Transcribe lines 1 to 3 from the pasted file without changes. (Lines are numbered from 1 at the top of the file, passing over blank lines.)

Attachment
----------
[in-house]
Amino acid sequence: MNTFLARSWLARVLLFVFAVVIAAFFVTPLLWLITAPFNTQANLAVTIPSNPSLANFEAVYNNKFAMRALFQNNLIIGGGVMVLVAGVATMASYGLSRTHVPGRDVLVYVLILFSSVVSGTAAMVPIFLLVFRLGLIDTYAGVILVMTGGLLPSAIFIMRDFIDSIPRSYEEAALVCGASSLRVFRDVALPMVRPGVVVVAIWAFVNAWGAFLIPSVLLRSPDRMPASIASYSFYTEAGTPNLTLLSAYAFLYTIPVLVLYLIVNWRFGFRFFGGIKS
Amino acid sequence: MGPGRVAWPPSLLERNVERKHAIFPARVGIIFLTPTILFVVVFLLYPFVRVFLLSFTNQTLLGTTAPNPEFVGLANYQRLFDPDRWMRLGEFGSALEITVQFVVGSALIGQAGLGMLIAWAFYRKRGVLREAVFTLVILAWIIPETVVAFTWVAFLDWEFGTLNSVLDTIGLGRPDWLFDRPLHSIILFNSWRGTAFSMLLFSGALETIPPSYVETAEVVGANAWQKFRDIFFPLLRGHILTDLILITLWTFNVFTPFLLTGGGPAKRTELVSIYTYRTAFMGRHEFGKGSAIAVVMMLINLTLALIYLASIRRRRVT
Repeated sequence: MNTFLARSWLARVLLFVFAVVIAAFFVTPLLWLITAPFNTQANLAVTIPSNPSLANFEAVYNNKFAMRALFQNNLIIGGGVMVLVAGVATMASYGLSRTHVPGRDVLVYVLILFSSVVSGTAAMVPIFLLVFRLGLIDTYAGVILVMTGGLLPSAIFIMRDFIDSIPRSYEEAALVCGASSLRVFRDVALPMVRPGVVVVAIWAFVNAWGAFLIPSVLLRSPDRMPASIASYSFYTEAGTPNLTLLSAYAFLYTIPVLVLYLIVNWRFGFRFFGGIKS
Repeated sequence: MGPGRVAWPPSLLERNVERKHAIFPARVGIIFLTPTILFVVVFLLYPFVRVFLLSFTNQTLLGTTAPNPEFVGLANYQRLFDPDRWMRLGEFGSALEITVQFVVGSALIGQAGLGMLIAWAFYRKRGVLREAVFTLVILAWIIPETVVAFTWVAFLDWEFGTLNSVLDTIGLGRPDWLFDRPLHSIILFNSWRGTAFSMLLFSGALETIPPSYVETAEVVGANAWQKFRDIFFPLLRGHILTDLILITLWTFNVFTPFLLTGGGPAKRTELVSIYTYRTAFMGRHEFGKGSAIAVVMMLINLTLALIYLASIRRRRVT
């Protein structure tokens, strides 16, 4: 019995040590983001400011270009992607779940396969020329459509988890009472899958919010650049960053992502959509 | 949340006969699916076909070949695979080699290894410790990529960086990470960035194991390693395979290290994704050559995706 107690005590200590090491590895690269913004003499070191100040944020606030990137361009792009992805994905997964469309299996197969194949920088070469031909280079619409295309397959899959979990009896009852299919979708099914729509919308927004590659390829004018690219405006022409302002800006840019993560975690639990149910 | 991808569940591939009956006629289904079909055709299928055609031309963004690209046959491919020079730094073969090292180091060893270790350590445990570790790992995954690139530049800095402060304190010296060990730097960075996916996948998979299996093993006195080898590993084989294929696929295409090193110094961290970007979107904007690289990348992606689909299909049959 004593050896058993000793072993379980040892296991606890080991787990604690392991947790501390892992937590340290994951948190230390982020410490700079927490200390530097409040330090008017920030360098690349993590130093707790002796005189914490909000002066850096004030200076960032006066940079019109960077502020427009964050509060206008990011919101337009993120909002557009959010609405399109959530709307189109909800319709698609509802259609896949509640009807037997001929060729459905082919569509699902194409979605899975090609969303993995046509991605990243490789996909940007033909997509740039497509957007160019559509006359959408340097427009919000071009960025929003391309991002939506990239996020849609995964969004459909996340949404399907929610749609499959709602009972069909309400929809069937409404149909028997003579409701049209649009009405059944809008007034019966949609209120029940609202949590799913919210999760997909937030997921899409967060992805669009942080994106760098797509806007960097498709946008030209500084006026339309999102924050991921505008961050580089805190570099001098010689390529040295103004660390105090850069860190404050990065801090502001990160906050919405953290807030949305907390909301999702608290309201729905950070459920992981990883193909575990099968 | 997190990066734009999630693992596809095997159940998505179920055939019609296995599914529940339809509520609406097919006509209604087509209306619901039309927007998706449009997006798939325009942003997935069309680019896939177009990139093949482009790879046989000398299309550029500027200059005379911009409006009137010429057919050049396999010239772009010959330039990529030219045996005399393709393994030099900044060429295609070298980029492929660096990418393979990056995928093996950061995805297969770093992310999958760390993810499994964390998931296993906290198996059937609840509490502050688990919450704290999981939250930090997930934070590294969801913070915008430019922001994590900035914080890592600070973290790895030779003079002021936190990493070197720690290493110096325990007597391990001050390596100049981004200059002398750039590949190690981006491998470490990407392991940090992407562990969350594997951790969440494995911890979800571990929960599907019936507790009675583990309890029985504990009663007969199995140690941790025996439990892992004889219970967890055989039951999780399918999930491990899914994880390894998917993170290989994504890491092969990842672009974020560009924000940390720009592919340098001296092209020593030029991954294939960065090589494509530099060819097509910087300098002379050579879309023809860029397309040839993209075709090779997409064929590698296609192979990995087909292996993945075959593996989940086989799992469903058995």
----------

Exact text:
[in-house]
Amino acid sequence: MNTFLARSWLARVLLFVFAVVIAAFFVTPLLWLITAPFNTQANLAVTIPSNPSLANFEAVYNNKFAMRALFQNNLIIGGGVMVLVAGVATMASYGLSRTHVPGRDVLVYVLILFSSVVSGTAAMVPIFLLVFRLGLIDTYAGVILVMTGGLLPSAIFIMRDFIDSIPRSYEEAALVCGASSLRVFRDVALPMVRPGVVVVAIWAFVNAWGAFLIPSVLLRSPDRMPASIASYSFYTEAGTPNLTLLSAYAFLYTIPVLVLYLIVNWRFGFRFFGGIKS
Amino acid sequence: MGPGRVAWPPSLLERNVERKHAIFPARVGIIFLTPTILFVVVFLLYPFVRVFLLSFTNQTLLGTTAPNPEFVGLANYQRLFDPDRWMRLGEFGSALEITVQFVVGSALIGQAGLGMLIAWAFYRKRGVLREAVFTLVILAWIIPETVVAFTWVAFLDWEFGTLNSVLDTIGLGRPDWLFDRPLHSIILFNSWRGTAFSMLLFSGALETIPPSYVETAEVVGANAWQKFRDIFFPLLRGHILTDLILITLWTFNVFTPFLLTGGGPAKRTELVSIYTYRTAFMGRHEFGKGSAIAVVMMLINLTLALIYLASIRRRRVT